The four of us decided to leave New Jersey on Sunday afternoon. Sandy hadn’t hit yet, but we had the chance to stay at my cousin’s in Manhattan and figured it would be better to get there pre-end times than be possibly trapped in a powerless house.
My cousin’s place was great (man, I love a prewar apartment!), and she and her two sons couldn’t have been nicer, but things were getting tight—there were seven of us there and, well, that’s a lot of people. By Tuesday, we realized we needed to stop imposing on her and find other accommodations. An out-of-state relative had a place on the East Side that was not being used, so we headed there, but then he welshed on the offer after the first night—a stepson needed a place to stay, so we were shown the door. No Christmas card for him.
One of my colleagues suggested, quite brilliantly, that I check out Airbnb for a one-week apartment rental. If you’ve never used Airbnb before, it’s a site that allows people who have spare rooms, apartments, or houses to rent them directly to guests who may need a place for a day, a week, or a month. You find a listing on the site, and then contact the landlord via Airbnb to confirm the deal. Airbnb facilitates the transaction and takes a commission. It can be a great way to find a less-expensive lodging option when you’re traveling.
I was certainly familiar with the site, but had never used it. (I like hotels. I like lobbies, bathrobes, and overpriced Diet Cokes.) Because Manhattan was cut off from the rest of the city and half of it was without power, my options were limited as far as neighborhoods were concerned. And I needed an entire apartment for a week (I have two little kids, so sharing space with other people just seemed too weird). But as I started looking, I was enthused: There were several properties that appeared perfect for us.
Sadly, I wound up renting none of them. Not because I didn’t want to, but because none of them actually existed as advertised.
Among the seven places I identified as suitable, I never heard back from a company that was renting two apartments, while two others were already occupied despite appearing on Airbnb as if they were available. That didn’t bother me much—it’s not Airbnb’s job to make people respond to me and since they don’t have exclusive rights to each property, some places may have been rented outside of Airbnb and the landlords just hadn’t updated their pages. Annoying, sure, but not rage-inducing.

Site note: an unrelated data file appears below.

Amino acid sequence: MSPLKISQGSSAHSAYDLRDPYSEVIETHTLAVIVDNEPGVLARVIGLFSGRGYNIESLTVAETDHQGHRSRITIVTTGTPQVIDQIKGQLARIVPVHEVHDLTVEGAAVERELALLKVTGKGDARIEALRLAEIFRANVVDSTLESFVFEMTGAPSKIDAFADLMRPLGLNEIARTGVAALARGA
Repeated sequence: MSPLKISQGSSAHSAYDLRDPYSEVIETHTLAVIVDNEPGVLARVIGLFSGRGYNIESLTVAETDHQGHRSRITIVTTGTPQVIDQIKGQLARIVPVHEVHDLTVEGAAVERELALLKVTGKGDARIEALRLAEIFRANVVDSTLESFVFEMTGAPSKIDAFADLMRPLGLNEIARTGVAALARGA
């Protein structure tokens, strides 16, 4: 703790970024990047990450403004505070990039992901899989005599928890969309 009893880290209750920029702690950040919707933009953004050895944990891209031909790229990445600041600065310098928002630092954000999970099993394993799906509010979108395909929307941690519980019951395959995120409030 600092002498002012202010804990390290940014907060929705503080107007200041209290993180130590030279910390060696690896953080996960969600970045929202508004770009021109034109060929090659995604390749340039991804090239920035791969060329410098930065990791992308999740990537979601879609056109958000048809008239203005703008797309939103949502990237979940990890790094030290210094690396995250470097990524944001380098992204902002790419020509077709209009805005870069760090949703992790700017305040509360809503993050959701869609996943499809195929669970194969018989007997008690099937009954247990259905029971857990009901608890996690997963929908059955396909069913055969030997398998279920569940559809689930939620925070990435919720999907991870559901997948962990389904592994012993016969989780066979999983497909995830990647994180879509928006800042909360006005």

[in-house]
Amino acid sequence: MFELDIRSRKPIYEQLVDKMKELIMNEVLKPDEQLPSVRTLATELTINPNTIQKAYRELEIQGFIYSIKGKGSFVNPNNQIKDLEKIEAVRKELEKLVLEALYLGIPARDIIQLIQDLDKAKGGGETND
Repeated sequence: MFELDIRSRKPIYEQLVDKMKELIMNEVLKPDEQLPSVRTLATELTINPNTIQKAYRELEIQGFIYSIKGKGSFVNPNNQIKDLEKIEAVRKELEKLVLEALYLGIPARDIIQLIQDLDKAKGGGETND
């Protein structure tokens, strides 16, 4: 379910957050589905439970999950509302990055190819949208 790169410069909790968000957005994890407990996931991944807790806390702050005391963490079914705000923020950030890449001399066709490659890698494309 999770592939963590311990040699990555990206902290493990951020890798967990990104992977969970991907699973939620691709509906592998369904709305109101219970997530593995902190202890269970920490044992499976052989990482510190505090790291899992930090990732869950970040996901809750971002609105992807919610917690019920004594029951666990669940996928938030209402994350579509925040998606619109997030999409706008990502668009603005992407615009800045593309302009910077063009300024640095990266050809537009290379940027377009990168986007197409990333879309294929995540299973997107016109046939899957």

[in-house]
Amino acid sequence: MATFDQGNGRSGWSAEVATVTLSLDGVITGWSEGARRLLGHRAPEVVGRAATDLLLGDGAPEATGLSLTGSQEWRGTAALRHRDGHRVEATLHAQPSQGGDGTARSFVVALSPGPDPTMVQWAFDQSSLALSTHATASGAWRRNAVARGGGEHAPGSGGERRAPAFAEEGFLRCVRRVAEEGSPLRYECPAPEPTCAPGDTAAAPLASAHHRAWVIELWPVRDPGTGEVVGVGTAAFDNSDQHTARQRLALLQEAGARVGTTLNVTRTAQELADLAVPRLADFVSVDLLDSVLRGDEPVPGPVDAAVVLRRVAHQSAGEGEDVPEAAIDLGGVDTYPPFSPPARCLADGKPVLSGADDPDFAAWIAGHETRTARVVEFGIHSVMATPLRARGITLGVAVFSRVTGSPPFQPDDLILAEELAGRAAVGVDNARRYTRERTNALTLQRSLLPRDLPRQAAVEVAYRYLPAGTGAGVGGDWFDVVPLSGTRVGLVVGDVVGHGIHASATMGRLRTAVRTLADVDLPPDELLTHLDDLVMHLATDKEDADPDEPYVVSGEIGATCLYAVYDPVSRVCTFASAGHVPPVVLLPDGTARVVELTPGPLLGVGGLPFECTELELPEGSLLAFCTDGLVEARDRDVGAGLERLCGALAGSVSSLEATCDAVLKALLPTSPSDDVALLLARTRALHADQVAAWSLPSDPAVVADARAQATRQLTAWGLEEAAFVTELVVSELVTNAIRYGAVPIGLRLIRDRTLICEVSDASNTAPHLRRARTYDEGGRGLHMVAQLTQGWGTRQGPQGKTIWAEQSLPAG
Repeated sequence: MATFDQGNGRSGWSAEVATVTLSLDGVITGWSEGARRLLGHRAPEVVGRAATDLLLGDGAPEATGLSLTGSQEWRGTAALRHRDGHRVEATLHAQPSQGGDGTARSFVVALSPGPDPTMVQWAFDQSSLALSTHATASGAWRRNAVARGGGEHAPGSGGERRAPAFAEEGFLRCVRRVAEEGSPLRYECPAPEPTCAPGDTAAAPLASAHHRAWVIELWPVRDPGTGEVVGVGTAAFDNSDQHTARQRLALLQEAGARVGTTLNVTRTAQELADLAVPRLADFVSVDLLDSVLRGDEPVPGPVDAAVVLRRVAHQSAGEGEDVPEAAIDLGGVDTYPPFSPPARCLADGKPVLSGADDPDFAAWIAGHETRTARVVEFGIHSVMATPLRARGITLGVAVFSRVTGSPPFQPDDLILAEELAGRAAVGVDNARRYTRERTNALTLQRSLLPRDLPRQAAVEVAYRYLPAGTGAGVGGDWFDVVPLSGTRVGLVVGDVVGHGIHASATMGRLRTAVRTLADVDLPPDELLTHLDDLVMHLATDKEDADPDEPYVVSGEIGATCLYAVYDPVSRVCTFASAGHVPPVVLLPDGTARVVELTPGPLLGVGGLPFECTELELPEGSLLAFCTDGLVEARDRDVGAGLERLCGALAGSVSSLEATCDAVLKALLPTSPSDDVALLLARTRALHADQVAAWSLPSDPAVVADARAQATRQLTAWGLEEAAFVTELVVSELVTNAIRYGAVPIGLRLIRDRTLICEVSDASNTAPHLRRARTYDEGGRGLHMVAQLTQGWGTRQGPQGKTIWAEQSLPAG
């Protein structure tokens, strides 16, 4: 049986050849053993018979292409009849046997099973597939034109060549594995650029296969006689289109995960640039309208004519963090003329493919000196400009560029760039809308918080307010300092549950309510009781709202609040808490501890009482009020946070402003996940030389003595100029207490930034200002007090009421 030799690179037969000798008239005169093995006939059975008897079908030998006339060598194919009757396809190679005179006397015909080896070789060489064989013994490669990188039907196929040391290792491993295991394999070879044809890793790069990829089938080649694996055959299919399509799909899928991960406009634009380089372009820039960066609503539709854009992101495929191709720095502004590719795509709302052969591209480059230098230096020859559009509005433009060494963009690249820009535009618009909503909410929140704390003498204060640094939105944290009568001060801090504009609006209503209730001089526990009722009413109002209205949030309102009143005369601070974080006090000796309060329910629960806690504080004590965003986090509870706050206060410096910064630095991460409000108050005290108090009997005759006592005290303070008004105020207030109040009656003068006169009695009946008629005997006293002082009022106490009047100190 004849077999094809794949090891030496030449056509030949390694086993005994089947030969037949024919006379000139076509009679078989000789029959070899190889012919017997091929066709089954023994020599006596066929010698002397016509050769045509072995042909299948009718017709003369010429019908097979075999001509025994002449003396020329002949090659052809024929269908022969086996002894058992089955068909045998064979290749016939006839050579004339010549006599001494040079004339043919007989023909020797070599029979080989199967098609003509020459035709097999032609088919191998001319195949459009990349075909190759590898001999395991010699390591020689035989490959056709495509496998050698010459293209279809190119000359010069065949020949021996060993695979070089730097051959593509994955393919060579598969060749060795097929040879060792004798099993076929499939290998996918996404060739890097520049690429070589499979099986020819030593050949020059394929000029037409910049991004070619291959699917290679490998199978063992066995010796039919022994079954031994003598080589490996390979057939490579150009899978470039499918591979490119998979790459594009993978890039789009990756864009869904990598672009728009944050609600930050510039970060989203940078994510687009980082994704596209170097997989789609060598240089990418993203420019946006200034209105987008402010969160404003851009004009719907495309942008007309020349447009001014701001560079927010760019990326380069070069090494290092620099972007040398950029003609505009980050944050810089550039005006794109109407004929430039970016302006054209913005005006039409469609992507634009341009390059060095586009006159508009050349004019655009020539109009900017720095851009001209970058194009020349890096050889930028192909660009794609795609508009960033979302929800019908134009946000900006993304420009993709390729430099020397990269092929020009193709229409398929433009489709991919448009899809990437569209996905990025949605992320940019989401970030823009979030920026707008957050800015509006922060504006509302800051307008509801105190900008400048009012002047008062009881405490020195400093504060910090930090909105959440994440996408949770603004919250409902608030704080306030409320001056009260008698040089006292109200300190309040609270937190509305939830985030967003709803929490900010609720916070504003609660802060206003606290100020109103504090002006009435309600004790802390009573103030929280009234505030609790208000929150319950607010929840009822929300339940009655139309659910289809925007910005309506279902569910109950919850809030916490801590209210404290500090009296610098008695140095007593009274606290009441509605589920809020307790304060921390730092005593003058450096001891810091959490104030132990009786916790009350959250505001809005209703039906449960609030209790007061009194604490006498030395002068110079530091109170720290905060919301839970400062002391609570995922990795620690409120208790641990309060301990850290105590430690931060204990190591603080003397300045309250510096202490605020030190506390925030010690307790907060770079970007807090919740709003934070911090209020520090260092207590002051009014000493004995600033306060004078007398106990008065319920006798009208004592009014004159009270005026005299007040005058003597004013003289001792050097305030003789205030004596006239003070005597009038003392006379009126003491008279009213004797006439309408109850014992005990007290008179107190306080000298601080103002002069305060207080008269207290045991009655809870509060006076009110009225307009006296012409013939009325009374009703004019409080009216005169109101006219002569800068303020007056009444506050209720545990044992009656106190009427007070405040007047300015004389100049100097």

But my experience with the three other properties left me feeling like the anti-Johnny Gill: They did not rub me the right way. One landlord, who was advertising two choice pads on the Upper West Side, wrote me back on Airbnb to tell me that neither was available, but wouldn’t I be interested in these smaller, dingier properties? This wasn’t some individual who forgot to update a page; this was a small business that specialized in short-term rentals. They couldn’t keep their inventory current? Maybe not, but I felt like I was getting the bait-and-switch in a shady electronics store.
The last place, another West Side two-bedroom, was the one that got me all Bruce Banner, though. When I contacted the owner to set up the rental, he informed me that the price had gone up—to the tune of twice what was listed on the site. This was on Wednesday, well in the midst of the general chaos that Sandy had wrought. I told him I wasn’t really interested in the place if its price was twice what was listed and we parted ways. Price gouging? Probably. I mean, it is also simple supply and demand. And we’re not talking about baby formula or bottled water here—no one has to rent a two-bedroom on the Upper West Side. But it does make you feel like you got rooked.
Airbnb does try to deal with this kind of chicanery—users can flag a property so that the site’s Trust & Safety Team can investigate. I asked them to comment on this, and a representative said, “At its core, Airbnb is a marketplace and hosts [have the] freedom to set their own price.” To its credit, the site has now begun a post-Sandy campaign in which it is waiving fees it usually charges to landlords and renters in Sandy-affected areas. It’s encouraging landlords to lower their rates and will promote those who do. That’s to be applauded, but Airbnb’s good intentions are not always reflected in its wide-open marketplace.